Ask God for Wisdom.
Verse 5 says, “If anyone of you lacks wisdom, let him ask God, who gives generously to all without reproach, and it will be given him.”
The Problem. Verse 5 begins: “If any of you lacks wisdom…” This conditional statement does not suggest some do not need wisdom. James states the fact in a way that requires each person to examine himself and be humble enough to confess the need for wisdom.
What is wisdom? In scripture, wisdom is not academic, philosophical, or intellectual. Wisdom is not knowledge. Wisdom requires knowledge. But you can have knowledge and not be wise. You can be an “educated fool.” Our world is filled with them. We live in the most skilled, knowledgeable, and advanced generation ever. We also live in the most profane, violent, and hedonistic generation ever. We have knowledge. We lack wisdom.
Wisdom begins with a certain kind of knowledge. Psalms 14:1 says, “The fool says in his heart, ‘There is no God.’” Proverbs 9:10 says, “The fear of the Lord is the beginning of wisdom, and the knowledge of the Holy One is insight.” This knowledge of God comes through God’s self-revelation of himself in scripture. The wisdom of God is found in the word of God.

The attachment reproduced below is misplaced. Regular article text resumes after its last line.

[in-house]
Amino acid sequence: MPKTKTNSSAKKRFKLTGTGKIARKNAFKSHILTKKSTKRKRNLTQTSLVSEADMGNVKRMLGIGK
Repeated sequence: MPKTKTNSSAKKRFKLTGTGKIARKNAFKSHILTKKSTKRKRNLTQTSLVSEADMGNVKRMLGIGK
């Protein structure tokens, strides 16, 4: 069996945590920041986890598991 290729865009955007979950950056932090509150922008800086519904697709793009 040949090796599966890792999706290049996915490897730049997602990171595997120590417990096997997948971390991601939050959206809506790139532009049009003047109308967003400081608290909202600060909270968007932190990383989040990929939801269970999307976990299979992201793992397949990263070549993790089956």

The Lord Jesus Christ is the the incarnate wisdom of God. Colossians 2:3 says in Christ “are hidden all the treasures of wisdom and knowledge.” When Adan and Eve sinned in the Garden of Eden, they made fools of us all. But God sent his Son into the world to live a righteous life, die on the cross for our sins, and rise from the dead to give us new life. The gospel is able to make you wise for salvation through faith in Christ. But saving faith does not automatically produce perfect wisdom. Jesus is the answer. That does not mean you will not have to face life’s difficult questions. Proverbs 4:7 says, “Get wisdom, and whatever you get, get insight.”
The Prescription. God is the source of wisdom. To receive wisdom to face life’s trials, ask God for it. The prescription for wisdom is simple yet dynamic. You do not need time, experience, or education to be wise. The young, naive, and unlearned can ask God for wisdom.